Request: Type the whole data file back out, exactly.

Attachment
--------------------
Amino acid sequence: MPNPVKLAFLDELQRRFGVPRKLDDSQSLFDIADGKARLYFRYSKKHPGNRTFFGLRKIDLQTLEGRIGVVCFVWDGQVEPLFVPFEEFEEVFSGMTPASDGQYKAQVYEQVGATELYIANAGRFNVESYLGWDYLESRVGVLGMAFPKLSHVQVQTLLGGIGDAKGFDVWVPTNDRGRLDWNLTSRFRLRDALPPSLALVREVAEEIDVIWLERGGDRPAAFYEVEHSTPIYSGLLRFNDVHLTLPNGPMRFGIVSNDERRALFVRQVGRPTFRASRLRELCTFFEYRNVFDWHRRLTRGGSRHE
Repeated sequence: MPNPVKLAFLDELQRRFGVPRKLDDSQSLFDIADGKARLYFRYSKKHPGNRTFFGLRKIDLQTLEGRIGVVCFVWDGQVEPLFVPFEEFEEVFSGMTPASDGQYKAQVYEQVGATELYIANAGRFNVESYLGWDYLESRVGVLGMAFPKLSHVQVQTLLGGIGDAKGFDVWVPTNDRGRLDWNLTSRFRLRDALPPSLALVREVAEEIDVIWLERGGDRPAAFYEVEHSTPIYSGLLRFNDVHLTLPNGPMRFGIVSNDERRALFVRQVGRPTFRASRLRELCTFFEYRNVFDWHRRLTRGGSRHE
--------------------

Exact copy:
Amino acid sequence: MPNPVKLAFLDELQRRFGVPRKLDDSQSLFDIADGKARLYFRYSKKHPGNRTFFGLRKIDLQTLEGRIGVVCFVWDGQVEPLFVPFEEFEEVFSGMTPASDGQYKAQVYEQVGATELYIANAGRFNVESYLGWDYLESRVGVLGMAFPKLSHVQVQTLLGGIGDAKGFDVWVPTNDRGRLDWNLTSRFRLRDALPPSLALVREVAEEIDVIWLERGGDRPAAFYEVEHSTPIYSGLLRFNDVHLTLPNGPMRFGIVSNDERRALFVRQVGRPTFRASRLRELCTFFEYRNVFDWHRRLTRGGSRHE
Repeated sequence: MPNPVKLAFLDELQRRFGVPRKLDDSQSLFDIADGKARLYFRYSKKHPGNRTFFGLRKIDLQTLEGRIGVVCFVWDGQVEPLFVPFEEFEEVFSGMTPASDGQYKAQVYEQVGATELYIANAGRFNVESYLGWDYLESRVGVLGMAFPKLSHVQVQTLLGGIGDAKGFDVWVPTNDRGRLDWNLTSRFRLRDALPPSLALVREVAEEIDVIWLERGGDRPAAFYEVEHSTPIYSGLLRFNDVHLTLPNGPMRFGIVSNDERRALFVRQVGRPTFRASRLRELCTFFEYRNVFDWHRRLTRGGSRHE